Philip Marcelo, Associated Press
Philip Marcelo, Associated Press
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BOSTON (AP) — Residents and officials across the Northeast and mid-Atlantic regions of the U.S. were bracing for a powerful winter storm expected to produce blizzard conditions Friday and Saturday.
Heavy snow and strong winds were forecasted to begin in parts of the Carolinas and Appalachia on Friday evening, according to the National Weather Service.
The system will then intensify as a nor’easter and bring snowy conditions up the East Coast to New England, where forecasters warned of localized snowfall totals of up to 20 inches (51 centimeters) and wind gusts of 50 to 60 mph (80 kph to 96 kph).
Local officials Friday rushed to declare snow emergencies and impose parking bans, warning that wind-blown snow could make travel nearly impossible and colder temperatures could mean dangerous wind chills after the storm passes Saturday night.
READ MORE: Extreme weather doesn’t usually motivate Americans to move. Here’s why
In Virginia, where a blizzard earlier this month stranded hundreds of motorists along a major interstate highway for hours, Gov. Glenn Youngkin declared a state of emergency and said officials have already begun to position its resources in anticipation of downed trees, electrical outages and major impacts to travel.
The state’s Eastern Shore faced possible blizzard conditions that could bring winds as high as 50 mph (80 kph), up to a foot of heavy and wet snow and possibly tidal flooding.
“The key message for all Virginians is to stay aware of the weather conditions and to stay off the roads if possible,” the governor said.
Similar snowfall projections were expected up the coast to the Philadelphia and New York City areas, with seaside communities from the Jersey Shore to suburban Long Island and southeastern Connecticut potentially seeing heavier snowfall rates and stronger winds.
READ MORE: Winter storm whipping northeast U.S. with snow, thunderstorms
In Ocean City, New Jersey, Mayor Jay Gillian pre-emptively addressed an enduring peeve of snowbound homeowners: plow trucks burying driveways that residents had just dug out of.
“The plows cannot work without creating snow banks,” he dryly reminded in a post on the city’s website. “You may have to clear your driveway or parked vehicle more than once.”
Airlines braced for the highest single-day total of cancellations in three weeks. By midday Friday, airlines had canceled more than 1,000 flights in the U.S., and they had already scrubbed about 2,500 scheduled for Saturday, according to tracking service FlightAware. The hardest-hit airports included those in Chicago, the New York City area and Boston.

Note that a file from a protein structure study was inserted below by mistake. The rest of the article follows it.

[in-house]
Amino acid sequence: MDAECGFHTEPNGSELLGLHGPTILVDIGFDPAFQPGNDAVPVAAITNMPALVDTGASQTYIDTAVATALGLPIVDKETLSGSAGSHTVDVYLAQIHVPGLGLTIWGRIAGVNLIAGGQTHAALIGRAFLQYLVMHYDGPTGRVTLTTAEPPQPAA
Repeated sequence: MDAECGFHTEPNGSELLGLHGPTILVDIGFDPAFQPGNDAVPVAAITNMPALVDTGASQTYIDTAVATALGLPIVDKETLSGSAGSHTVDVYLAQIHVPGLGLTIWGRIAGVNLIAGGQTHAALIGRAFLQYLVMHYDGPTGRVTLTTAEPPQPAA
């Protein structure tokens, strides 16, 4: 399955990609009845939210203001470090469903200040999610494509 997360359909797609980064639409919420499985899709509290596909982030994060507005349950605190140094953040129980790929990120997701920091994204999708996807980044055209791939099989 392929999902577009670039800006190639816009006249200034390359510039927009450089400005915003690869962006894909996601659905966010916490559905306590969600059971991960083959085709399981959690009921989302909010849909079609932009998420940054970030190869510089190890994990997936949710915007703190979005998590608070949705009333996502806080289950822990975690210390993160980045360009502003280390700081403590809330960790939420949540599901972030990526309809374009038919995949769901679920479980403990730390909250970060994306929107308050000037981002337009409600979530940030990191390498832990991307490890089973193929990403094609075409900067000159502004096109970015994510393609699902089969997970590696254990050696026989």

In New England, where isolated snow bands could dump nearly 3 feet (1 meter) in spots, the inevitable, shelf-clearing rush for bread, eggs, milk and other vittles at grocery stores was well underway Friday.
Merrick McCormack, 51, of Cranston, Rhode Island, was among hundreds who packed a Shaw’s Supermarket in neighboring Warwick for last-minute items.
With the entire state under a blizzard warning, state officials mobilized more than 500 snow plows and Gov. Daniel McKee scrubbed a planned trip to Washington, D.C.
“I don’t fuss with storms. I know in a couple of days, we’re going to be free and clear. No need to panic,” McCormack said, flashing some New England stoicism as he unloaded his groceries.
Regional supermarket giant Stop & Shop pleaded with customers to practice restraint, warning that staffing and supply woes caused by the global pandemic will mean barer shelves and longer checkout lines.
READ MORE: Snow, ice blasts through South with powerful winter storm
“We ask shoppers to buy what they need and save some for their neighbors,” the Quincy, Massachusetts-based grocery chain said in a statement. “Supply chain and labor challenges as a result of COVID-19 have made product availability more challenging than usual.”
At Maine Hardware in Portland, a steady stream of customers stocked up on storm essentials Friday as officials took the rare step of issuing a blizzard warning.
Rick Tucker, the store’s president, said people were buying up generators, snowblowers, shovels, ice melt, sand, heaters, batteries and lanterns.
“It sounds like it’s going to be a big one,” he said. “We haven’t had one of those for a while. It’s going to be fun.”
Associated Press writers Ben Finley in Norfolk, Virginia; Wayne Parry in Point Pleasant, New Jersey; William J. Kole in Warwick, Rhode Island; David Klepper in Providence, Rhode Island; David Sharp in Portland, Maine; and airlines writer David Koenig contributed to this report.
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